Five months ago, we visited the oneman-band of German Val Atra Niteris, and his sophomore full-length Extinct. In connection with this minor key infused funeral service, I came across the duo Ad Cinerem, where Val handles guitars, drums, bass and synth, while partner Hekjal does vocals in addition to more guitars.
The young duo from Dresden, about halfway between Berlin and Prague, have a flair for melodies and structures, and I instinctively knew I had to present Shadows of Doubt, the bands first album after a demo dropped in 2015, the year after their formation.
Into The Dark Realms Of Soul acts as a very calm acoustic intro before the title track thunder out of the loudspeakers and proves what they are made of. The band provide several possible inspirations and genre descriptions. The guys are influenced by funeral doom, black metal and ambient music. The music they play has elements from ultra-doomed black/death played in mid-tempo and lower pace with a strong whiff of funeral. Let's call it blackened funeral death/doom, shall we? The atmosphere is dejected and resigned, but also ominously bitter and disturbingly hateful. The structures of the songs are thoughtfully constructed and the music flows naturally through varied emotional moods.
Besides the Intro and Only Fragments Through The Twilight, a soaring ethereal interlude of just three minutes, the five songs holds nine minutes on average. Altogether almost 50 minutes. When the music doesn't seek out the most tranquil atmospheric landscapes of mourning underneath the weeping willows, heavy riffs casts their resounding echo, and thundering vocals growl and rasp their cursed message. Like tides and unstable rough weather, the music changes constantly with two guitars that in an impressive manner produce spiritless melancholy with harmonious patterns and comfortable melodies.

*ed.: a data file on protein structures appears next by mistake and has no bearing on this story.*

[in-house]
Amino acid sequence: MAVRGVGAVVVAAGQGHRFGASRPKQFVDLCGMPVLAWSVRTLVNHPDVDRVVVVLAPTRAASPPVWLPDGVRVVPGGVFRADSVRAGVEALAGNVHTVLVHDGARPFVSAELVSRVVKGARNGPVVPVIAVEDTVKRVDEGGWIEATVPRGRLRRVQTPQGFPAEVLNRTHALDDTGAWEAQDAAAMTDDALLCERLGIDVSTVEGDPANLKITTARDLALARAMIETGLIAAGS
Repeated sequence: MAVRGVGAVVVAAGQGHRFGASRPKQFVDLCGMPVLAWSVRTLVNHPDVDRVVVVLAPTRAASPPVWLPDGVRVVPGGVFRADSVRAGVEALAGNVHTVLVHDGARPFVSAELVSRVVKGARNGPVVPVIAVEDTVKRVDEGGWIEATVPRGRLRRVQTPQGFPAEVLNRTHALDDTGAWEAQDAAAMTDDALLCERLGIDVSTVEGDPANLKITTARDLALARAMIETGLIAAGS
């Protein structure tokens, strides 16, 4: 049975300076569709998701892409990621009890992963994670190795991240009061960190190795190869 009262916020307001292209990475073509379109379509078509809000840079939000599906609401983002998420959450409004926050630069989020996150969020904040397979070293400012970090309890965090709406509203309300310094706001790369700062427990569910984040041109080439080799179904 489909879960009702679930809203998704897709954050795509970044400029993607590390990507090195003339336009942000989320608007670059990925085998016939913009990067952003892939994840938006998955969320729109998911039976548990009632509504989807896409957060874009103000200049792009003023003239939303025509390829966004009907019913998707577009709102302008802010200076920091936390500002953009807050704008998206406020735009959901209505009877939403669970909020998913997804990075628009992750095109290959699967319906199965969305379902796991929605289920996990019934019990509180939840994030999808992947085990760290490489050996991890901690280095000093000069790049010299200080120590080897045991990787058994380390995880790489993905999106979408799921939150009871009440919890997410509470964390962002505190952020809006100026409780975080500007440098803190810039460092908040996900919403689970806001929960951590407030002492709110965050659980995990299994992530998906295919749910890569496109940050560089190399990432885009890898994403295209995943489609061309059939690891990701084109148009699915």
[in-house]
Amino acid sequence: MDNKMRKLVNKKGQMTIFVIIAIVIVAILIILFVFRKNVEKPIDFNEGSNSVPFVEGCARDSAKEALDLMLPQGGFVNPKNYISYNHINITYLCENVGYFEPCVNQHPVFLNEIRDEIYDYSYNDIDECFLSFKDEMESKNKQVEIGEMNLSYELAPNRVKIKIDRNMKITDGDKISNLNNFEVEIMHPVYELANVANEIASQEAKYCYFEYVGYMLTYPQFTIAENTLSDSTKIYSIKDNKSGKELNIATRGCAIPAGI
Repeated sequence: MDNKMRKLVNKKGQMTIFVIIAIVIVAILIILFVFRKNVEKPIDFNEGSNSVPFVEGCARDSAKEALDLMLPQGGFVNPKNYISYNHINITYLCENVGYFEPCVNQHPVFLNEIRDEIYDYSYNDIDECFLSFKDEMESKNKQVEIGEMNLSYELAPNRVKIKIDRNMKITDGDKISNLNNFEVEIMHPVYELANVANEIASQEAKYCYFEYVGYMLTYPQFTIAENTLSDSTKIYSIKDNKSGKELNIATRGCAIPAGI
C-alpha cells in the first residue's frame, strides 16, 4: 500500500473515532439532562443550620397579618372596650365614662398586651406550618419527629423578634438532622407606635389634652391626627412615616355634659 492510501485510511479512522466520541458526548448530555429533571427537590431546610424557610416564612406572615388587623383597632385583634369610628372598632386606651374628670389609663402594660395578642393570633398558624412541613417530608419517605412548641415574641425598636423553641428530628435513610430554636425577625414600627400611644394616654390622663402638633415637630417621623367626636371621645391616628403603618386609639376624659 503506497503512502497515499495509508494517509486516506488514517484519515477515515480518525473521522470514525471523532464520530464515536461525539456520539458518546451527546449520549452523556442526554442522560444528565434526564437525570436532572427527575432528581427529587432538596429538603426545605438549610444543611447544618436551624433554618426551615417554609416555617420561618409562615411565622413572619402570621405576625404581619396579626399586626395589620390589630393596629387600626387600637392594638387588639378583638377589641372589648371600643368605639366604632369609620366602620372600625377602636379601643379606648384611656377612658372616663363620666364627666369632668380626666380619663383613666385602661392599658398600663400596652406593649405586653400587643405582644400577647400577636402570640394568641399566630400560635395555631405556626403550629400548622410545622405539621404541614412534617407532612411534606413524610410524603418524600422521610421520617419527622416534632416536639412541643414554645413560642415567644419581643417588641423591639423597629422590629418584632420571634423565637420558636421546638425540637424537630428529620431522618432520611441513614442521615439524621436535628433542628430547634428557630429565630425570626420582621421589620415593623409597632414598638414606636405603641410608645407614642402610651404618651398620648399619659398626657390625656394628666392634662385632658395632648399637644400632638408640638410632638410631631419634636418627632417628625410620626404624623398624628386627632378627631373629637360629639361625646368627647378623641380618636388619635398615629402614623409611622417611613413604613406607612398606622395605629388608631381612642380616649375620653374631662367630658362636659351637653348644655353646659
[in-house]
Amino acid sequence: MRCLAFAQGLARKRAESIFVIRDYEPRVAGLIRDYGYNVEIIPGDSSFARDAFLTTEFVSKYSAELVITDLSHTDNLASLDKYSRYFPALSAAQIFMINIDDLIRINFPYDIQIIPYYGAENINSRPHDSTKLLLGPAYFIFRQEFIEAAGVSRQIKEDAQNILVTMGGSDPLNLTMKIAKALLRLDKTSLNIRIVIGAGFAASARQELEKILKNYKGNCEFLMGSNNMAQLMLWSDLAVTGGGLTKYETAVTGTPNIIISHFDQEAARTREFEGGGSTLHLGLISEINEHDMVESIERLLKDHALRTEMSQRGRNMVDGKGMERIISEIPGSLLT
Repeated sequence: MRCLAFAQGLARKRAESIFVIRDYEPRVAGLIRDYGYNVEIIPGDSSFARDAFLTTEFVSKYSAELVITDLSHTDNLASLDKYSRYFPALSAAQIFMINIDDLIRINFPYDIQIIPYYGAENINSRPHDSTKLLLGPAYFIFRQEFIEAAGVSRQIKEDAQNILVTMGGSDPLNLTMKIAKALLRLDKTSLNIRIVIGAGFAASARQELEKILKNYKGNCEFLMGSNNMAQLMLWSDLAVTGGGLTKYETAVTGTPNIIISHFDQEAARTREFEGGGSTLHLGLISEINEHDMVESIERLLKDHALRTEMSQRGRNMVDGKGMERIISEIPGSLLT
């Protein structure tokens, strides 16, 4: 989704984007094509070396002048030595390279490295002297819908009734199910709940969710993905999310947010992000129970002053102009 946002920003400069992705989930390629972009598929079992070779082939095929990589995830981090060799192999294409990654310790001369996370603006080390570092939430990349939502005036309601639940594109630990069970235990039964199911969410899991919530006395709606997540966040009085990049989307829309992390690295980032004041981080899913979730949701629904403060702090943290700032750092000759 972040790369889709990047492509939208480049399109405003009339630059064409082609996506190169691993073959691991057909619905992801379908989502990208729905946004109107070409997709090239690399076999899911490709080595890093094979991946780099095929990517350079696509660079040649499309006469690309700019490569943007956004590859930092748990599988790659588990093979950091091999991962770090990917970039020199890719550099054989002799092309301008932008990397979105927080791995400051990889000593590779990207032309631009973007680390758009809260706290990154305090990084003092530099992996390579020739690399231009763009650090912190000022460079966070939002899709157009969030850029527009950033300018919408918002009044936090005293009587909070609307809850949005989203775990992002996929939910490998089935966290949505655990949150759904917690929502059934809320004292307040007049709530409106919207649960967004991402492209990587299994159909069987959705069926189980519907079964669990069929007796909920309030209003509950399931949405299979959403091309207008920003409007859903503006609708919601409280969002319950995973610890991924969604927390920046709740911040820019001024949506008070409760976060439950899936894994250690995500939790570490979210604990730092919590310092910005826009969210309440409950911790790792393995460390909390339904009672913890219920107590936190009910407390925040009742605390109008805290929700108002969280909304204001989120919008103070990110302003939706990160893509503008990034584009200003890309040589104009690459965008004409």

The sound is deliciously hypnotic, with booming sound. Bass and rhythm guitar resound darkly, proficient percussions sounds lifelike and the brighter tones of guitars float like an elegant but disillusioned lone swan on the reflective surface of the water after an unintentional but deadly discharge during last seasons duck-hunt. Unfortunately, I know nothing about the studio and production details, but the sound is dynamic (DR11), rich and comfortable, and suits the music perfectly.
EDIT 17.07.17: It turns out that Val Atra Niteris handled all the steps of the production him selves, and even made that gorgeous cover art. Impressive!
Shadows of Doubt is hardly a musical work capable of being described with just a poor vocabulary, but rather a dizzying journey through a merciless feeling of misery, hopelessness and disillusionment. The guitar's continuous ability to create beautiful hooks, and the clever changes of the music seem carefully planned down to the smallest detail. I nevertheless don't get any feeling of the music being calculated in any way. Every single coherent transition floats entirely naturally. Shadows of Doubt is a work that ooze of quality in every aspect. Including the most important of all. The writing process.
Ad Cinerem, on their very debut, is on a level that can take on fairly comparable genre-related Brits like Eye of Solitude and Finns like Kuolemanlaakso for comparison. The album might not have the very last icing on the cake, a factor X needed to gain jackpot and collect first price, but the band doesn't have to grasp at straws to get their foot in the door to the elite series, where they no doubt belong. Shadows of Doubt is a very pleasurable achievement that will surely appeal to fans of beautiful and dark gloominess. Rating: 5+
This is a short announcement:
The album Enfold Darkness - Adversary Omnipotent was reviewed almost three weeks ago, with wrong release date.
The album was released today.
Otherwise, reviews are scarce these days. As long as the weather permits it, outdoor activities are prioritized,
but a new review is brewing, and it'll hopefully be published before the end of the week.